Device encryption “Do as I say, not as I do"

Trump’s Android phone has been repealed and replaced (BGR)

Just over one year ago, president Don Trump called upon all Americans to boycott Apple until the company agreed to help investigators unlock an iPhone tied to the tragedy in San Bernardino.

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Apparently, POTUS has changed his mind. Trump’s director of social media and senior advisor Dan Scavino Jr. in a tweet in March of 2017.

I guess only elected officials are allowed to have the full rights afforded by the United State constitution.

Why am I bringing this up? Because device encryption is back in the news. From a post on threatpost:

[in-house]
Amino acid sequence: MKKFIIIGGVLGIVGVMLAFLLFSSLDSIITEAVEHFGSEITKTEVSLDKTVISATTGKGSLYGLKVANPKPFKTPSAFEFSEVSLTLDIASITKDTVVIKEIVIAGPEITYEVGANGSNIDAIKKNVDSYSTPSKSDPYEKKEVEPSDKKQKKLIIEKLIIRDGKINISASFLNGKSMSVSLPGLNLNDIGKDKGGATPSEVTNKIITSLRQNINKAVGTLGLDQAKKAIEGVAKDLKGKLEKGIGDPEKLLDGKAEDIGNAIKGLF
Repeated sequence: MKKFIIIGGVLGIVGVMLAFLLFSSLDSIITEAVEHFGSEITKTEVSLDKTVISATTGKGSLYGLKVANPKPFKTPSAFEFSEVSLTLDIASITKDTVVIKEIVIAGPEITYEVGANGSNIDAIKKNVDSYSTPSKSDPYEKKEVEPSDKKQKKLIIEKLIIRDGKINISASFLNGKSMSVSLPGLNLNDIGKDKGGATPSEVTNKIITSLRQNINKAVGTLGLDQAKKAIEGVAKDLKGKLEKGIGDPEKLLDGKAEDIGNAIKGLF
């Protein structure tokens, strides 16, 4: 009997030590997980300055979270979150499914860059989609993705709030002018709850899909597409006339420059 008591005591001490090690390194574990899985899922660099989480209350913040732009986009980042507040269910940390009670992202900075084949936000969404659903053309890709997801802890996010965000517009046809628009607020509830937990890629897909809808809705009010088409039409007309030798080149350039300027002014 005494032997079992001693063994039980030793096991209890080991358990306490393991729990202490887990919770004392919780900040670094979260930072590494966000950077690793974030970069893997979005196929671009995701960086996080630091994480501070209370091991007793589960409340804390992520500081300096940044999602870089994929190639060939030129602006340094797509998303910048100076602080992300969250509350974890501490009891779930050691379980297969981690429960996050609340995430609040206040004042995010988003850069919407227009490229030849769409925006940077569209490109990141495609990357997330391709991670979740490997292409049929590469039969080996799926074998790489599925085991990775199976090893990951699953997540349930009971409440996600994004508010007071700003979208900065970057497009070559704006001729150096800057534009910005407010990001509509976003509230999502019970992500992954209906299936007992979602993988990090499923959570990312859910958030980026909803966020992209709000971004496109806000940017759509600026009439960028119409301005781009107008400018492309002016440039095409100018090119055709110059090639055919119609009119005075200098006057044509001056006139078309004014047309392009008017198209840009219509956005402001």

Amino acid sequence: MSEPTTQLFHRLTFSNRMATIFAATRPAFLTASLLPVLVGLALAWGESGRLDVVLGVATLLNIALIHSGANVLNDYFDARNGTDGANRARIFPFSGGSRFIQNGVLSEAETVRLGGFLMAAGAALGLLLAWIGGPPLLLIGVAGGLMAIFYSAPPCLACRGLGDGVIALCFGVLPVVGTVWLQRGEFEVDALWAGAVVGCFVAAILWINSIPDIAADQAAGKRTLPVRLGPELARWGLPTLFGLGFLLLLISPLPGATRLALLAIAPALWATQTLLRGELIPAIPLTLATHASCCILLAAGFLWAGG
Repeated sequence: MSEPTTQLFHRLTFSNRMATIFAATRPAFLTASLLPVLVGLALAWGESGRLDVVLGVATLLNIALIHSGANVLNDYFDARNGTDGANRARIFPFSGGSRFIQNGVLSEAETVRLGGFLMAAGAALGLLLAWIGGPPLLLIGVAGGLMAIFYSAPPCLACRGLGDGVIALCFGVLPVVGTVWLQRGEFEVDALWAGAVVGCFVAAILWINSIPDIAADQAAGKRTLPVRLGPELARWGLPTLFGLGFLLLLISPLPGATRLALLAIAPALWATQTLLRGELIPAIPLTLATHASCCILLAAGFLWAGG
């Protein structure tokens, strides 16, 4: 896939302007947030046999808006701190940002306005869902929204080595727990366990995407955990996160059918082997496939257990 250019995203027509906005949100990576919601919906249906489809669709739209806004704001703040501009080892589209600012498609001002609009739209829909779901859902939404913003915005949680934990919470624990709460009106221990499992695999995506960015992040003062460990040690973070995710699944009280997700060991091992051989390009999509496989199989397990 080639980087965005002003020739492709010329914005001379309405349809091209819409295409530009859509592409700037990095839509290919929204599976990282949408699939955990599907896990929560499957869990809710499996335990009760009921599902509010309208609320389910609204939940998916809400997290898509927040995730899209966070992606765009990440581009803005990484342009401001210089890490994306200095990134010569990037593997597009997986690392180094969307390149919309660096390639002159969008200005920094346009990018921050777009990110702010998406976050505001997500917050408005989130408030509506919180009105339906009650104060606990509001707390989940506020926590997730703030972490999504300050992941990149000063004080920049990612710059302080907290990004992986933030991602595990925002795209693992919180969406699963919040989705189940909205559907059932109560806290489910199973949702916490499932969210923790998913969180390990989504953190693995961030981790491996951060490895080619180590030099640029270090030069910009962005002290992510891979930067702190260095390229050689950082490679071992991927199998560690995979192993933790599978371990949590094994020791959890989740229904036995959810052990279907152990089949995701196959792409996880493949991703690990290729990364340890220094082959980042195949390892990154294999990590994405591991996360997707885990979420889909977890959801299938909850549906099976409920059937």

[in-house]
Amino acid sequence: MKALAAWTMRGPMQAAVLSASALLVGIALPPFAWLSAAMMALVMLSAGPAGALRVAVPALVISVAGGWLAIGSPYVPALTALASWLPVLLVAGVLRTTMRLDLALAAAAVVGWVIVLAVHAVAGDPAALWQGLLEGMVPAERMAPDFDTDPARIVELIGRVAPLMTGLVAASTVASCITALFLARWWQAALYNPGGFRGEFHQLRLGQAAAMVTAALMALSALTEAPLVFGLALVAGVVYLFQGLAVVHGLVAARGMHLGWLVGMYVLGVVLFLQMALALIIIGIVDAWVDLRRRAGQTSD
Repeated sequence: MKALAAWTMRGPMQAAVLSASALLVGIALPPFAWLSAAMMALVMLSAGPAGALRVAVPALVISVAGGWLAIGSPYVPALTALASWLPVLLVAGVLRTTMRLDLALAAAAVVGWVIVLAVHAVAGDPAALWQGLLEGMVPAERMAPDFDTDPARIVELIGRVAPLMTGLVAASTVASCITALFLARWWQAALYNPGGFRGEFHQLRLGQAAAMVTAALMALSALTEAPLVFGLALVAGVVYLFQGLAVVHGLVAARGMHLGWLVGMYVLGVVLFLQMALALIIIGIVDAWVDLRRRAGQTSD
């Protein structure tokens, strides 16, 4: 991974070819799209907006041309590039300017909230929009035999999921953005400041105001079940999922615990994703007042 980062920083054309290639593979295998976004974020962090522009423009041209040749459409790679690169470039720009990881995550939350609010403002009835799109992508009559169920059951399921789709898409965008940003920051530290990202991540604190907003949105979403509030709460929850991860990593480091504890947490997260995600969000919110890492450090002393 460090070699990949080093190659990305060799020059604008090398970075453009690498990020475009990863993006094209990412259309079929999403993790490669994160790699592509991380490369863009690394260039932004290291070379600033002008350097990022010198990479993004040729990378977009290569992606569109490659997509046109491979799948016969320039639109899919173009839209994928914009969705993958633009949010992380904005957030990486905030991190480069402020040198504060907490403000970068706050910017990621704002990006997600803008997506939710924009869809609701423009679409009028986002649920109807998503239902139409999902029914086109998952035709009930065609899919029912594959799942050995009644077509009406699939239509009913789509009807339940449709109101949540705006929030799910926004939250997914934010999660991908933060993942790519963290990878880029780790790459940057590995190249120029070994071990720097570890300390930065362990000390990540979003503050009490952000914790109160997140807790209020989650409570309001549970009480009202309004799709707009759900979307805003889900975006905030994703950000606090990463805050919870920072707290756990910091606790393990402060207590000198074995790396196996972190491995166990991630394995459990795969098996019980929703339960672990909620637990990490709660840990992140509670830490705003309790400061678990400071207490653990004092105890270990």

Government and law enforcement officials may soon reignite the debate over encryption after the FBI today revealed that the dead suspect in Sunday’s Texas church shooting was using an encrypted cellphone.

FBI special agent Christopher Comb did not reveal what type of phone alleged shooter Devin Kelley was using, only that it was sent to the FBI research center in Quantico, Va.

This debate is getting tiring. When will the government realize that society can't have it both ways? If we have locks that can be easily opened by law enforcement but unexploitable by criminals. We can't have absolute security without totalitarianism. We can't have freedom without privacy.

I feel these are the same sort of people who, if it was technically possible, would build a device to rip your thoughts out of your head. Just in case. Who knows, you might be thinking of committing a crime. Wouldn't society be safer if we could just have everyone submit to a thorough mental pre-screening every day?

Author: Khürt Williams

A human who works in information security and enjoys photography, Formula 1 and craft ale.

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